There may come a time in every home owner’s life when they’re faced with the job of taking out a toilet. This can either be because the old toilet needs updating (better design, better color), or new flooring is being installed in a bathroom. There’s a couple things to consider when installing the toilet back into the old spot, whether you put the old one back or a nice, new one.
About a year ago I decided to replace the toilet in our downstairs bathroom to one that flushed better (a “super flusher”). There was new vinyl flooring going in anyway, so I figured a new commode was a nice upgrade to accompany the new flooring.
For a couple years I never gave any thought to the fact that the old toilet would ever so slightly move when you sat down on it. When the old toilet came out we found out the reason: a cracked toilet flange! This is the piece of PVC plumbing that connects the underside of the toilet bowl to the sewer line. This is a bad thing.
Replacing the flange was a pain in the … posterior. Because the bathroom has a poured concrete floor below it the flange was permanently bolted to the floor. This required my Dad’s grinder to remove the heads of the bolts in order to get the flange out. Watching all the sparks fly was a bit entertaining, though.
After that the new toilet went in without another problem.
Just today I had another toilet installation job. Now the flooring in the upstairs bathroom has been replaced, so out came the old throne. After the flooring set for a few hours (per the installation guy the floor should not have anything heavy on it, like furniture or a toilet, for 3-4 hours) I set to putting the old toilet back into place. (Side note: The reason I do the toilets myself is because the flooring installer would charge almost $300 to take out and reinstall it. I really wanted to save that money; I figured it couldn’t be that tough to learn to do.)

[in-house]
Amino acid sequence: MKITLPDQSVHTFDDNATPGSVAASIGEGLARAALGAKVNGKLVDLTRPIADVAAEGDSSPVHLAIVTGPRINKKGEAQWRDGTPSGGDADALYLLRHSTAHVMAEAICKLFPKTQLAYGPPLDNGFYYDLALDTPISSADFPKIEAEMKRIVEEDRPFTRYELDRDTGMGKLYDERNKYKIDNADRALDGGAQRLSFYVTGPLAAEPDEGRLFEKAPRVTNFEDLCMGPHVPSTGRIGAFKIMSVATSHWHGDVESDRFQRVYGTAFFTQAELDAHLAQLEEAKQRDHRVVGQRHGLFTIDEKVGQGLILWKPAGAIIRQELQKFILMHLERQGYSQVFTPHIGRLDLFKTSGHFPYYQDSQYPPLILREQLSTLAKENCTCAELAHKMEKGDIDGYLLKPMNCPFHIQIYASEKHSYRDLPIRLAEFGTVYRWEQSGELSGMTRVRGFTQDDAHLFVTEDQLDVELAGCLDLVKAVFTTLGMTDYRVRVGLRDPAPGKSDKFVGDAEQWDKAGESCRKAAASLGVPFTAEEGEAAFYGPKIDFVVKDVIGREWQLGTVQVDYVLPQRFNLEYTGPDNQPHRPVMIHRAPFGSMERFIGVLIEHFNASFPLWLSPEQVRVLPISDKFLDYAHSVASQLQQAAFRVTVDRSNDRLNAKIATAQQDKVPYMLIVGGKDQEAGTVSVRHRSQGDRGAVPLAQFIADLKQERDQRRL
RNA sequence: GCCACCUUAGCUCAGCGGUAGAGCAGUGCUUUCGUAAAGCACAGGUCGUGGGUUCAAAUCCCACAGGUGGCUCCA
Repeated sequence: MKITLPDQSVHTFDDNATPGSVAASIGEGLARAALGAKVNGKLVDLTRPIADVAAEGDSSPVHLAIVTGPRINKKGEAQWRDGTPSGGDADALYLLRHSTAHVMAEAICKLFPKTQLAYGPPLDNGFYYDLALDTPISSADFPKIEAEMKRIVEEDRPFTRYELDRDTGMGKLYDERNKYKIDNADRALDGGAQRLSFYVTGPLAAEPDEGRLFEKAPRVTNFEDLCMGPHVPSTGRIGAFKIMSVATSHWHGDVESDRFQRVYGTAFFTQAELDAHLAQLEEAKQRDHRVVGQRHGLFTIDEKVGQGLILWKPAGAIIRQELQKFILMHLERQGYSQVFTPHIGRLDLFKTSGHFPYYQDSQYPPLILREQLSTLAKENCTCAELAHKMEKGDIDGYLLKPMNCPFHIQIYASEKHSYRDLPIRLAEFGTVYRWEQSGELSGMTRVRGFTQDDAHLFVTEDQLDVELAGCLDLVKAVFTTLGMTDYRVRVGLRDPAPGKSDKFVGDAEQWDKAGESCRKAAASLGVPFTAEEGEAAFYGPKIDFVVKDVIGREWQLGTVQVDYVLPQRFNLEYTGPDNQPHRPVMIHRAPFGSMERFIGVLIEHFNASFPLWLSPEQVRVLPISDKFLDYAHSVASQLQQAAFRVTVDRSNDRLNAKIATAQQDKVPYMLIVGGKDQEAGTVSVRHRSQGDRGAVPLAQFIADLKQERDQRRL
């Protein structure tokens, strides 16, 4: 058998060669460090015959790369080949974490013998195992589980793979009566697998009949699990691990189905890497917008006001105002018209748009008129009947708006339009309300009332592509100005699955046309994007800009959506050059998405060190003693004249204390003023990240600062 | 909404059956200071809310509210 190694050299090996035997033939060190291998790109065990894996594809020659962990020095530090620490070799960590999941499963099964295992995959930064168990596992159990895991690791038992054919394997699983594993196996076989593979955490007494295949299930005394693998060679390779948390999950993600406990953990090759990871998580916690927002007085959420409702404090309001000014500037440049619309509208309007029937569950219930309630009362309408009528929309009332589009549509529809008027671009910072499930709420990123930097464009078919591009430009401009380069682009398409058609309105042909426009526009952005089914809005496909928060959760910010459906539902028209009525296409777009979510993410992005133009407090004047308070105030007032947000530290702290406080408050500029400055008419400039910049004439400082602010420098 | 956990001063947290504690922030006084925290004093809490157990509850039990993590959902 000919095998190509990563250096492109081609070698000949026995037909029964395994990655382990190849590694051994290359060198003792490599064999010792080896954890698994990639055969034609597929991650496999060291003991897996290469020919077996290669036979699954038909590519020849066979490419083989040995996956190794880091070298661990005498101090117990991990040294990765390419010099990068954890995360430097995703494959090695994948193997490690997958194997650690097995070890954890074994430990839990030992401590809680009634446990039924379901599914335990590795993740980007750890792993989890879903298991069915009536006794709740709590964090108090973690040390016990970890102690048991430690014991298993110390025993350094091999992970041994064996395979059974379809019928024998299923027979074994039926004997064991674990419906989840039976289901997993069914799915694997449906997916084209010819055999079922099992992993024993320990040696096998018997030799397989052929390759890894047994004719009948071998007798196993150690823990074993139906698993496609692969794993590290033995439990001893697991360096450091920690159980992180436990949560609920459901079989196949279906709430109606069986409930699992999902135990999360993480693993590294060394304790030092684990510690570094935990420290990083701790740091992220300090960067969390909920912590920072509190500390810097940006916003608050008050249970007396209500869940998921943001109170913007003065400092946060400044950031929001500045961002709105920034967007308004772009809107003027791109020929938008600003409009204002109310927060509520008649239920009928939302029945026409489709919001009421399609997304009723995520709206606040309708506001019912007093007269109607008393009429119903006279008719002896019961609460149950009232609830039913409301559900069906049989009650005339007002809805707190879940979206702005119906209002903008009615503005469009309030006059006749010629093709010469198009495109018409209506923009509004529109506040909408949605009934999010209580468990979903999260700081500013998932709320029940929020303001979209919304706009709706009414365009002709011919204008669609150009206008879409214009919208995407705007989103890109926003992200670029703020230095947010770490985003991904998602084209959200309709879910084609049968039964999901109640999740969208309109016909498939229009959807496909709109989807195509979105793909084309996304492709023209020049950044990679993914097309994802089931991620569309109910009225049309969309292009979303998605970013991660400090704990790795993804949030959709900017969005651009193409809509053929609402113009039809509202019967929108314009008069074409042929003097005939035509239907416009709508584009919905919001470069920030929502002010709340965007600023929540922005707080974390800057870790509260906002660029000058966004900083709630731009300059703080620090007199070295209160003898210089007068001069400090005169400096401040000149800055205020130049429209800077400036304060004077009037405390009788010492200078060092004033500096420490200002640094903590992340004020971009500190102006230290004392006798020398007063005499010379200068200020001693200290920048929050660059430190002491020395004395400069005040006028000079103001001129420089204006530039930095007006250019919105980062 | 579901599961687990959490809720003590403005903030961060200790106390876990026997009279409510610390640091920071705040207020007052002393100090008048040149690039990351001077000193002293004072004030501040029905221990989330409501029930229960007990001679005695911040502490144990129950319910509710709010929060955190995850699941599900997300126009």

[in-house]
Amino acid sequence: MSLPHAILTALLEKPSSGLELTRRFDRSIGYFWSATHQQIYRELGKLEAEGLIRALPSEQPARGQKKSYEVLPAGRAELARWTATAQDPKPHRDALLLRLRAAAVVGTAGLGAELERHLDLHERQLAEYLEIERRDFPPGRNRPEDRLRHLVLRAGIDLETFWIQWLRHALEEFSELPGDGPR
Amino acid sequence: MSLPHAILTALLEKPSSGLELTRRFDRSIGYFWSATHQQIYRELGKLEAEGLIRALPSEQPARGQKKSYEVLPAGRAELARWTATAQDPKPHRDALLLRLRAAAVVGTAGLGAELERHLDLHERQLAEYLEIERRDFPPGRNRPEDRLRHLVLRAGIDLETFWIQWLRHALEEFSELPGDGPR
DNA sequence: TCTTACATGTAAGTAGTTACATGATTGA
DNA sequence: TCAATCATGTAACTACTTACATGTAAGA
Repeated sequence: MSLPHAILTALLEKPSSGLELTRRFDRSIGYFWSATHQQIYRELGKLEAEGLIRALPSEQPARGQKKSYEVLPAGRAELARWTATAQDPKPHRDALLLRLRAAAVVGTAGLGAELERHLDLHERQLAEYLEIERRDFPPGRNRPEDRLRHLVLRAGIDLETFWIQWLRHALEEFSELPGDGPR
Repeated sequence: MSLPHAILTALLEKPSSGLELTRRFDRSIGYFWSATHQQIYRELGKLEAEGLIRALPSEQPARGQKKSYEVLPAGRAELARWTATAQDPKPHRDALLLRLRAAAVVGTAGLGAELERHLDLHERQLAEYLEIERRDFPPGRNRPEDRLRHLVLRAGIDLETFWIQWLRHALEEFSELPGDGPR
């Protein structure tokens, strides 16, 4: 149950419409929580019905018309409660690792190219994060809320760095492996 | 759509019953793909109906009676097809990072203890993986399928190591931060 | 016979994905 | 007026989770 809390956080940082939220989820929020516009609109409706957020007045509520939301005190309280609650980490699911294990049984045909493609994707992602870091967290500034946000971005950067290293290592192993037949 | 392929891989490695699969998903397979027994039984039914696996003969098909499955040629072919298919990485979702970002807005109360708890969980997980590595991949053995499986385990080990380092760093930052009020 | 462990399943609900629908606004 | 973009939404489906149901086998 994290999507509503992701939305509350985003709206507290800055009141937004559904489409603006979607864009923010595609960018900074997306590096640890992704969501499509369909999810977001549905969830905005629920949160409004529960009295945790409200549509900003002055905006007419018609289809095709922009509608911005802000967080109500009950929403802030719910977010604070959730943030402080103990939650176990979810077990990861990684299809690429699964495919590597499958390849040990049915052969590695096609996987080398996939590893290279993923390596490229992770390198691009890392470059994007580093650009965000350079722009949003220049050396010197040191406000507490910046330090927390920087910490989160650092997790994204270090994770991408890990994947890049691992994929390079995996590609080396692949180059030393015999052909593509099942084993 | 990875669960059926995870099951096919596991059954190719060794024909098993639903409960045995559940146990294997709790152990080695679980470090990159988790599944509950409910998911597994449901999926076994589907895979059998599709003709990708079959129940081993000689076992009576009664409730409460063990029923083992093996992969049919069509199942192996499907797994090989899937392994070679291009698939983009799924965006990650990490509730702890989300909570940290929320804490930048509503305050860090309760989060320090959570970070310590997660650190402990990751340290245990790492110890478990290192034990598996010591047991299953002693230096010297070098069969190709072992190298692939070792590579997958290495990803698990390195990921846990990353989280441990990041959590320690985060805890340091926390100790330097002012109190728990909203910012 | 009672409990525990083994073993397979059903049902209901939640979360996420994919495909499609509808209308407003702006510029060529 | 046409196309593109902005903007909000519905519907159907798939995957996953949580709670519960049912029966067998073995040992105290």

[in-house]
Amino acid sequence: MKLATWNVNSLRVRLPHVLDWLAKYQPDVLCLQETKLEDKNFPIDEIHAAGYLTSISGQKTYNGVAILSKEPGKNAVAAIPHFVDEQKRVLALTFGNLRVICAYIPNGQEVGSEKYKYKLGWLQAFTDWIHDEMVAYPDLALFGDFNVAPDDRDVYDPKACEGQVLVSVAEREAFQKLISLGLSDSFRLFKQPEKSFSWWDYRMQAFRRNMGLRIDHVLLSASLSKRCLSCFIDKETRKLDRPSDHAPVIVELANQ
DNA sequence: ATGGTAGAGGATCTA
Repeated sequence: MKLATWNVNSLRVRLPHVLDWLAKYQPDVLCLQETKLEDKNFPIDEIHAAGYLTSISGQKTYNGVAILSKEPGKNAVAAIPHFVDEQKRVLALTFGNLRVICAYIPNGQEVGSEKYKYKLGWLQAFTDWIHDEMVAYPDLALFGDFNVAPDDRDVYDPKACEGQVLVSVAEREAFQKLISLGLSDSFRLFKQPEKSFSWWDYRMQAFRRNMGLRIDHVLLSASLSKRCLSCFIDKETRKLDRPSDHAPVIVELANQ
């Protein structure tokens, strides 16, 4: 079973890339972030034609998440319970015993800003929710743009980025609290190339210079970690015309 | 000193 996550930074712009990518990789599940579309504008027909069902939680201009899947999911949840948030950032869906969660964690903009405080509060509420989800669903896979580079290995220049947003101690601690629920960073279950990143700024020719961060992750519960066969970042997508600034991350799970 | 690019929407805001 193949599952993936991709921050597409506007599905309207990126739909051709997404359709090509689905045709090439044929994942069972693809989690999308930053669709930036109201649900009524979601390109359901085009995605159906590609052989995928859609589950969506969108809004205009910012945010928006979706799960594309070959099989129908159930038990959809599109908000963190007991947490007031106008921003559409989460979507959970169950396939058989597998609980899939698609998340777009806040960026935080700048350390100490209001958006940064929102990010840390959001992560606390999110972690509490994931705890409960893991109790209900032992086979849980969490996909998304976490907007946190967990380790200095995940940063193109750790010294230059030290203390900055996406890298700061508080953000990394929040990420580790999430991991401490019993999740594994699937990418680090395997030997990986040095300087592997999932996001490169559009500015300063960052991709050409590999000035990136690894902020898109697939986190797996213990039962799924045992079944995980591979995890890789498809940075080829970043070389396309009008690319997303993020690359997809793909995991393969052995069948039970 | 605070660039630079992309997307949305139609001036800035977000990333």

Customarily, when you install a toilet, either old or new, you really should put in a new wax ring under it. Taking off the old wax and handling the new ring is a bit messy (I’d highly recommend disposable gloves as the stuff is very hard to get off with soap and water), but doable. But, it didn’t even cross my mind to replace the washers inside the tank. I should’ve known better.Once everything was together I slowly turned on the water supply and watched very carefully for leaks. After a good 5 minutes of watching I felt fairly confident it was going to be ok, and went to fix lunch. Coming back to check on things about 20 minutes later sent me into a slight panic — there was a good amount of water beaded up around the foot of the toilet. Dang! Where was that water coming from?
I carefully checked all the bolts (that hold the tank to the bowl) and the water inlet pipe. The source was a very slow drip from one of the bolts. I was trying to cut corners by reinstalling the tank with the existing washers (“they never leaked before, why would they leak now?…”). But, I’m sure dislodging the 15+ year old washers was enough to get them to crack just enough to let water through.
So, off to the hardware store for new washers. If this happens to you make sure to get the specialty rubber washers made just for the bolts that hold on a toilet tank. As an extra precaution I also put in a small application of plumber’s putty both on top of and underneath the washer.
So far, so good (knock on wood 😉 ).